The biggest story in New York these days has to be the announcement that a large Islamic Cultural Centre is going to be built two blocks from Ground Zero, the site of the World Trade Centre which was destroyed by Islamic terrorists in 2001.
Naturally there is tremendous outrage. Some of it is fed by misinformation. For weeks it was widely reported that the Centre would actually be part of the new buildings at Ground Zero. This is, however, not true. It was also reported that this building would be a mosque. Again, this is not true. There will be a mosque in the building but its primary function will be to serve as a centre for Muslims in the downtown area.
One must also note that the true test of a mature person is the ability to accord the same rights to one's enemies as one would like to have oneself. If I want to exercise freedom of speech, I cannot muzzle my opponents. I must grant them the same opportunity and courtesy I would expect from them. As a result, it is difficult to oppose the building of the Centre at its current location. After all, if local sensitivity would lead to a veto over building houses of worship, who's to say that a shul wouldn't be targetted next by the aggreived group?
However, despite this one does not have to be happy and smile that all is right with the world. As George Jonas notes in his recent column in The National Post:
Described in news reports as a non-profit organization whose stated goal is to promote cross-cultural understanding between Islam and the West, Cordoba Initiative spent US$4-million to purchase property two blocks from the one-time World Trade Centre in order to pull down an old building at the site and erect an US$100 million 13-storey Islamic cultural centre, including a mosque, in its place.
The question to ask is: Can any group genuinely believe that building a mosque two blocks from where jihadists pulverized 3,000 New Yorkers nine years ago will promote cross-cultural understanding between Islam and the West?
If the answer is yes (God knows, some people believe anything) the next question is: Having observed their New York neighbours’ actual reaction to their plan, do they believe it still?
The answer to this question can no longer be yes for anyone non-delusional with a measurable IQ. This leaves Cordoba Initiative with two choices. It can withdraw voluntarily, thereby demonstrating good faith, or continue building, thereby demonstrating that whatever it’s doing it for, it isn’t to promote understanding.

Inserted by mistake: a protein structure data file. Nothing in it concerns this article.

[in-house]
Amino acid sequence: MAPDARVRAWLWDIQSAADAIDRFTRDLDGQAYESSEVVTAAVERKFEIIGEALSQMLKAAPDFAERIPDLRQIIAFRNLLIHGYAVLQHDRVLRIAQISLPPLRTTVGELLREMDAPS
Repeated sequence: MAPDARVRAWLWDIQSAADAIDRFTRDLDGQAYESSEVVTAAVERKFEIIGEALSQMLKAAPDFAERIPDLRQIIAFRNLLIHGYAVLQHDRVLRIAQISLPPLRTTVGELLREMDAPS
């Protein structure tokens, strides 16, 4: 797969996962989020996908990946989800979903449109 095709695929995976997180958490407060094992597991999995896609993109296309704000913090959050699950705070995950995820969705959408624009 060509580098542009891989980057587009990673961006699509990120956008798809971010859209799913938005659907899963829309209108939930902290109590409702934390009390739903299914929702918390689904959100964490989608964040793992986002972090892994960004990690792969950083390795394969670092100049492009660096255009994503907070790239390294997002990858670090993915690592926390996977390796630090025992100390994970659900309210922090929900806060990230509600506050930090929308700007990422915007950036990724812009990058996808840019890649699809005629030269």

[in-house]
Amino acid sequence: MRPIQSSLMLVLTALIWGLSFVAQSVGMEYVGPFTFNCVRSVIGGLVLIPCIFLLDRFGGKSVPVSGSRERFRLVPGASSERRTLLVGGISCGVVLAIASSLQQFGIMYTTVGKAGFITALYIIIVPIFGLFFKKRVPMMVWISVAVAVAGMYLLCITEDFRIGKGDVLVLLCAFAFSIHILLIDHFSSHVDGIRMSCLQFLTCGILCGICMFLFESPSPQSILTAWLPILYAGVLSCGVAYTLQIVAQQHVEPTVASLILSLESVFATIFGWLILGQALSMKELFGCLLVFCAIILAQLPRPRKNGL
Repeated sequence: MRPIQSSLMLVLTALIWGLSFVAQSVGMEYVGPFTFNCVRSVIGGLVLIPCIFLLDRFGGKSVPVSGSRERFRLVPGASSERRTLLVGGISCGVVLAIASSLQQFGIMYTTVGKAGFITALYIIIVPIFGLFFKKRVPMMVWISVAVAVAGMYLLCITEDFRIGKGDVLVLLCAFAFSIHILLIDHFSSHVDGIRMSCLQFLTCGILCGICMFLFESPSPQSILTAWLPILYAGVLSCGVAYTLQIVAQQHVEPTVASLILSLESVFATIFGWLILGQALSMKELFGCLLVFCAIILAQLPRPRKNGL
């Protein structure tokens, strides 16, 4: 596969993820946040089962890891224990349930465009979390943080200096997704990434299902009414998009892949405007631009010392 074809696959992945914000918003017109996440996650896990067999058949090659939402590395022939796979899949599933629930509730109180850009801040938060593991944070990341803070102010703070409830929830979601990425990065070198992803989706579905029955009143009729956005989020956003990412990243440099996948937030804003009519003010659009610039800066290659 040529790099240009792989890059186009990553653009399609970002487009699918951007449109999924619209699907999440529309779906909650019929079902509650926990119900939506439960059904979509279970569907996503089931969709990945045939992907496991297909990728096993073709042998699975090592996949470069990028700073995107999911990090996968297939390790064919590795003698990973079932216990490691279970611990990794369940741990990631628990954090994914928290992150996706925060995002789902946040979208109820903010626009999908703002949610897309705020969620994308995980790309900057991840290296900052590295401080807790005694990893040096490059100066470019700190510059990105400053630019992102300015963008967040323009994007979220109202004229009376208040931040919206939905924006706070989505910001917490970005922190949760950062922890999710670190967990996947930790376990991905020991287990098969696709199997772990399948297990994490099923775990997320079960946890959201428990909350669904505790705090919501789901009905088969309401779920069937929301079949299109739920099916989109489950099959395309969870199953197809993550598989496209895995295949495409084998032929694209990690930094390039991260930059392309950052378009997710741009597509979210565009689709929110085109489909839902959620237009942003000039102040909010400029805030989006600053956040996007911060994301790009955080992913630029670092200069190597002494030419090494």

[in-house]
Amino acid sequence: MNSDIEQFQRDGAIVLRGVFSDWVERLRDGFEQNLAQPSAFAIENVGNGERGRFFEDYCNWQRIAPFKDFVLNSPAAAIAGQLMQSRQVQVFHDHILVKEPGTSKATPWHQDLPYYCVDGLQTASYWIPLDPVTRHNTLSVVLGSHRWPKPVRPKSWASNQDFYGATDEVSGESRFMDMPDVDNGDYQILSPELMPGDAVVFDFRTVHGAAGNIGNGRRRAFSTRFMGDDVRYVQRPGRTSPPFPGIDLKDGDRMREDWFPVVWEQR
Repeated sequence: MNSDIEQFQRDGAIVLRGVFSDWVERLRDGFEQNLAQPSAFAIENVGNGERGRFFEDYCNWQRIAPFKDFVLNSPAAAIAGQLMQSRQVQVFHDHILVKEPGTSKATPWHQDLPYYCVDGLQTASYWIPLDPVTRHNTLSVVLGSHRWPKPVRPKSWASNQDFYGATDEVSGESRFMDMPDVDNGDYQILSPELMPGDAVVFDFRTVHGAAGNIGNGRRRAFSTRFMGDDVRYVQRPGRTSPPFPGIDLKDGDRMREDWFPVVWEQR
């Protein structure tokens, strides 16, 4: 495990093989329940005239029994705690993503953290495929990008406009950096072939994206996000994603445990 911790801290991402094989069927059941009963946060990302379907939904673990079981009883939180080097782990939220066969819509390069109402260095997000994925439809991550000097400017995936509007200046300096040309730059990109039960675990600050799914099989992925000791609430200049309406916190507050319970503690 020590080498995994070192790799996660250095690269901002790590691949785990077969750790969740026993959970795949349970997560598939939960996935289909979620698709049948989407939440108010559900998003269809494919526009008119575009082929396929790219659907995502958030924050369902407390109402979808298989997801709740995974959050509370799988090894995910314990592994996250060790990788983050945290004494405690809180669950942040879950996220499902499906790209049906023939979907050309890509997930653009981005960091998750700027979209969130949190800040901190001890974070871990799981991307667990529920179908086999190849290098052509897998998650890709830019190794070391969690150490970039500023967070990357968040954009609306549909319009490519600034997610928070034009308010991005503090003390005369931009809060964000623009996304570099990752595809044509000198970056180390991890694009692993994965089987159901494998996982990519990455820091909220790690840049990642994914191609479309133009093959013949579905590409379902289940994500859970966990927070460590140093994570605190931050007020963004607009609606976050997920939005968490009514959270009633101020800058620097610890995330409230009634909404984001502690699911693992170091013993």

What is it for? Search me. Mischief? Subversion? Pushing the envelope? To rub salt into wounds, assert dominance, boost militant spirits?
Although human naïveté is boundless, the likelihood of an organization hoping to promote understanding through what others view as desecration is remote. Cordoba Initiative’s organizers may not themselves think of building an Islamic centre and mosque near Ground Zero as desecration, but it can’t escape their notice that many Americans do. This being so, the builders cannot be motivated by what they claim to be. On the contrary, their Cordoba Initiative must be a $100-million exercise in exacerbating tensions.Who would want to spend $100-million to increase tensions between the Islamic world and the West? Those who intend to do so, presumably. It’s logical to assume that people intend the natural consequences of their acts. The law certainly makes this assumption.
So the question isn’t whether Ground Zero’s mosque-builders have a right to what they do, but is what they do right? The first is an obvious yes. The second, if you ask me, is a no.
Some of this is due to a wilfull language barrier. We are repeatedly told that the Muslim leaders involved with the centre are "moderates". The adjective suggests people who are open-minded, willing to respect the views of others, and so on. However, real world experience suggests otherwise. In Canada, radical sovereigntists in Quebec demand that the province completely separate from Canada and become an independent country. Moderate ones demand that Quebec completely separate from Canada but that Canada continues to pay all its bills. In Israel, radical Arabs demand the immediate destruction of Israel and the slaughter of all its Jewish inhabitants. The moderates demand its destruction over a few stages with the opportunity for the population to move away first.
We have to break it down simply: only an idiot would not have forseen the firestorm of criticism that the decision to build a mosque near Ground Zero would have caused. The people who planned the centre and chose its location aren't idiots. At some point they held a meeting and choose the site and someone probably said "But wouldn't that upset people considered that our co-religionists creataed Ground Zero in the first place?" And the reply likely was: "We don't care! We are going to do what we want where we want to and we don't care if the infidels will get offended!"
The litmus test, by the way, will come in the response the ICC organizers give to New York governor David Patterson and his proposal to move the Centre to a different location, further away from Ground Zero. Having seen the storm of criticism the location has created, will the organizers compromise? Or will they insist that the site has already become part of dar al-Islami and that it must be the only possible site they can build on?
Who's worse? Conservatives who are concerned that this ICC was intended, amongst other things, to offend the local infidels? Or liberals who don't think the builders were that bright?
They were that bright. And it's that attitude that should offend you every time one of their spokesmen talks about cooperation and mutual understanding.